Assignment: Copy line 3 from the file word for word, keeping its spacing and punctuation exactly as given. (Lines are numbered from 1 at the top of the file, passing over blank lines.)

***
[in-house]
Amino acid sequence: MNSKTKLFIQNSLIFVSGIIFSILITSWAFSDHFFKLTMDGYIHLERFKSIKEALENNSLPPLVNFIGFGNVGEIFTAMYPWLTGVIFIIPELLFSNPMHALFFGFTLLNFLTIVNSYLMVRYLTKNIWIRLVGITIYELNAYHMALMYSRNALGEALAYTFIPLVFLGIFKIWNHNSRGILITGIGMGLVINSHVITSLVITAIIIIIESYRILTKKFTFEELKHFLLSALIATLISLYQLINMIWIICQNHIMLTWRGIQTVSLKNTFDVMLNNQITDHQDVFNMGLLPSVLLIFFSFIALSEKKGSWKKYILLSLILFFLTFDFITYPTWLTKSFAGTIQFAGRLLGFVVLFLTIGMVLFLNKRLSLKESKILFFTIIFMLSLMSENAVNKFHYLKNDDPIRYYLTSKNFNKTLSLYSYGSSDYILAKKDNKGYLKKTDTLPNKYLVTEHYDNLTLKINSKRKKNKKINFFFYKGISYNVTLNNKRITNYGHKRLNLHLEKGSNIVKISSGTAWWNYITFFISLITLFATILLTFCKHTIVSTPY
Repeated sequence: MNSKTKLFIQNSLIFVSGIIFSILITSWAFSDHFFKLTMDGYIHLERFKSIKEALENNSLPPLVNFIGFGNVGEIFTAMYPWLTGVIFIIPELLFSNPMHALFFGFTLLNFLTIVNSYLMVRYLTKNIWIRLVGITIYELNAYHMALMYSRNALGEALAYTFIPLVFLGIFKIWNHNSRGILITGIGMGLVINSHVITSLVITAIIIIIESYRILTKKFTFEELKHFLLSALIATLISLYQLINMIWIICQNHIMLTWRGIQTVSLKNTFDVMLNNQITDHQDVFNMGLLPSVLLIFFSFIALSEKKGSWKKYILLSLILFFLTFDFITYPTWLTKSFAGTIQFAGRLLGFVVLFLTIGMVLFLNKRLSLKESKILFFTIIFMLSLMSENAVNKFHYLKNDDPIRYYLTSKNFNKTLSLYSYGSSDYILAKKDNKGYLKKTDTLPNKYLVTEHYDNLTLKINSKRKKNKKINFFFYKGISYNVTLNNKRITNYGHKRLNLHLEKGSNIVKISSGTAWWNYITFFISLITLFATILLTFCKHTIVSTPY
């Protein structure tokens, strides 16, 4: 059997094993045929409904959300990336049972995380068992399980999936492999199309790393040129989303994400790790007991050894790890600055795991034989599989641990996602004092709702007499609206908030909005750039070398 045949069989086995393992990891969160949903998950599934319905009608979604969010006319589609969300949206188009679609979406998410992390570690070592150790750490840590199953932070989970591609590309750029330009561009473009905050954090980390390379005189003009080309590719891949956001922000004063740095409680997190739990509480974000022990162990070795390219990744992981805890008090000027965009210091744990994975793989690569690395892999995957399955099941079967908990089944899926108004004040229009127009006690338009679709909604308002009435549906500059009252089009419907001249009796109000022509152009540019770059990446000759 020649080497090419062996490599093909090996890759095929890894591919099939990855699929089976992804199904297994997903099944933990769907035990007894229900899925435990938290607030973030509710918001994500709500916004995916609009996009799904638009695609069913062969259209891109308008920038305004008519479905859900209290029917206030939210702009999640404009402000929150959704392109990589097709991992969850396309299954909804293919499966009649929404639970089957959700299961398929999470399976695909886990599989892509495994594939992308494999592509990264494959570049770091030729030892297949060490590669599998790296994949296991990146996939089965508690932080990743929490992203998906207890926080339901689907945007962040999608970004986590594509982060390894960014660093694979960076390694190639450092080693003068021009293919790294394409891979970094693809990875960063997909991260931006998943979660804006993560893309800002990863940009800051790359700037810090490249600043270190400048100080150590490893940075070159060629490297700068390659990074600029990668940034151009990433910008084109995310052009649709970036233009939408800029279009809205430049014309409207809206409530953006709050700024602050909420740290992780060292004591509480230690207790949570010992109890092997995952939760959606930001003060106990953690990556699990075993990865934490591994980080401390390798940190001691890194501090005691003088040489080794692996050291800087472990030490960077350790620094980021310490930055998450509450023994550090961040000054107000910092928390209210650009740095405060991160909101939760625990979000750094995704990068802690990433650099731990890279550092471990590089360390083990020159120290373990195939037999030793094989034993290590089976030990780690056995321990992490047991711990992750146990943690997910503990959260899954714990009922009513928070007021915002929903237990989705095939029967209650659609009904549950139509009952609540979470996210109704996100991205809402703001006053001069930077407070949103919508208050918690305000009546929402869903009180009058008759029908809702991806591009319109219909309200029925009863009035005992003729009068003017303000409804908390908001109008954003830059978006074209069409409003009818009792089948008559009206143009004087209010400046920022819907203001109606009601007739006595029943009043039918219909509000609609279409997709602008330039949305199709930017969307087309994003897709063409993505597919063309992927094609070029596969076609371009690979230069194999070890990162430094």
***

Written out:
Repeated sequence: MNSKTKLFIQNSLIFVSGIIFSILITSWAFSDHFFKLTMDGYIHLERFKSIKEALENNSLPPLVNFIGFGNVGEIFTAMYPWLTGVIFIIPELLFSNPMHALFFGFTLLNFLTIVNSYLMVRYLTKNIWIRLVGITIYELNAYHMALMYSRNALGEALAYTFIPLVFLGIFKIWNHNSRGILITGIGMGLVINSHVITSLVITAIIIIIESYRILTKKFTFEELKHFLLSALIATLISLYQLINMIWIICQNHIMLTWRGIQTVSLKNTFDVMLNNQITDHQDVFNMGLLPSVLLIFFSFIALSEKKGSWKKYILLSLILFFLTFDFITYPTWLTKSFAGTIQFAGRLLGFVVLFLTIGMVLFLNKRLSLKESKILFFTIIFMLSLMSENAVNKFHYLKNDDPIRYYLTSKNFNKTLSLYSYGSSDYILAKKDNKGYLKKTDTLPNKYLVTEHYDNLTLKINSKRKKNKKINFFFYKGISYNVTLNNKRITNYGHKRLNLHLEKGSNIVKISSGTAWWNYITFFISLITLFATILLTFCKHTIVSTPY